The clash happened at the Turkish ambassador's residence Tuesday as President Recep Tayyip Erdogan arrived after a White House meeting with President Donald Trump.
Erdogan then gets out of the auto, and starts to watch how his security detail beats the protesters, while the first bodyguard returns to him, as if briefing on the happening. Nine people were hurt.
"We are communicating our concern to the Turkish government in the strongest possible terms", State Department spokeswoman Heather Nauert said in a statement.
Turkey's official news station, Anadolu, reported however that the bodyguards and Turkish citizens moved on the protesters after the police refused to silence their anti-Erdogan chants.
"If there were any Turkish Embassy officials involved in beating up these protesters, I will call for them to be removed from the country", said Graham, the GOP chairman of the Senate subcommittee that controls the foreign affairs budget.
"The Turkish-Americans responded in self-defense", the statement said. Video shows people pushing past police to confront a small group of protesters across the street in Sheridan Circle.
A Voice of America video showed police officers struggling to protect the protesters and ordering the men in suits to retreat. "There is no excuse for this kind of thuggish behavior", McCain said on his Twitter account. "This is the United States of America".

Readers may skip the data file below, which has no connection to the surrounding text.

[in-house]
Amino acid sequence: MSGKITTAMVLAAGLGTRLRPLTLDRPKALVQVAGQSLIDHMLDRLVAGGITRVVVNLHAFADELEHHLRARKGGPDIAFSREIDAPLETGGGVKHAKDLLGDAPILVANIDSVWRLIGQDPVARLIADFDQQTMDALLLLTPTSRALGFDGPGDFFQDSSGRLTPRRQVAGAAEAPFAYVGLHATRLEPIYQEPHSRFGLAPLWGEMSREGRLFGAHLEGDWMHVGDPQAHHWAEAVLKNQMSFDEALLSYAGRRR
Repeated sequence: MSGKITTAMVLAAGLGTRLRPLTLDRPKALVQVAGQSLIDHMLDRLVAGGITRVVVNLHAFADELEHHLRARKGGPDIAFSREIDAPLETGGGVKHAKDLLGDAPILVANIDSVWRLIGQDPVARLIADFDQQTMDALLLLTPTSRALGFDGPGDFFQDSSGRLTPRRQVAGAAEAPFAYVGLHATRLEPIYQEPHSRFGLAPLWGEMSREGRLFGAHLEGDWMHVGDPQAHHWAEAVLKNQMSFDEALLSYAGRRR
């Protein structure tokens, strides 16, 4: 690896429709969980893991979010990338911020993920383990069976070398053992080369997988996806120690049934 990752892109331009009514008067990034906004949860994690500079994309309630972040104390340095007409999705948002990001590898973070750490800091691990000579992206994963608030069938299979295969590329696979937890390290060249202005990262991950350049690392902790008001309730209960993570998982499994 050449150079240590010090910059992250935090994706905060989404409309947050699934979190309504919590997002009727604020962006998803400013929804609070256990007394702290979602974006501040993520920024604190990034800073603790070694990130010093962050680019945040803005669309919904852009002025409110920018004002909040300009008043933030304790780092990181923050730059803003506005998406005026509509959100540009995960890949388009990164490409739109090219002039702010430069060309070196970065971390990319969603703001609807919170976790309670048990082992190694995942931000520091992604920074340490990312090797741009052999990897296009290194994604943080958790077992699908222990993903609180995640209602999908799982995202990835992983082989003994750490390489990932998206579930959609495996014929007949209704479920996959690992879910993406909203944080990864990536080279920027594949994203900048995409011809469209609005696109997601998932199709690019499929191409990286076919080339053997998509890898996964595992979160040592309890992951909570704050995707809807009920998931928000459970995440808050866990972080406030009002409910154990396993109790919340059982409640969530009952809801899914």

Police said they had arrested two people for assault and identified them as United States residents, 49-year-old Ayten Necmi of NY and 42-year-old Jalal Kheirabadi of Virginia.
But Trump stood out in his praise for Erdogan in April, surprising the worldwide community when he called the Turkish president to congratulate him on a controversial referendum win that expanded his power.
Court paperwork spells his name Kheirabaoi, but he said that is incorrect. Online court records say he must return to court June 1 and Necmi on July 12.
Trump and his national security team say the Kurdish-led Syrian Democratic Forces, or SDF, is the most effective battlefield partner against the Islamic State in northern and eastern Syria. "It also alleged that the protesters were affiliated with the separatist Kurdistan Workers' Party", or PKK, which has been designated as a terrorist organization by both the United States and Turkey, but a protest leader denied that claim.
Earlier in the day, Foreign Minister Mevlut Cavusoglu said the Trump administration understood Turkey's position against the YPG.
Cavusoglu said Turkey received USA assurances that arms sent to the YPG would only be used against IS and not against Turkey, with a promise to support Turkey's fight against the PKK.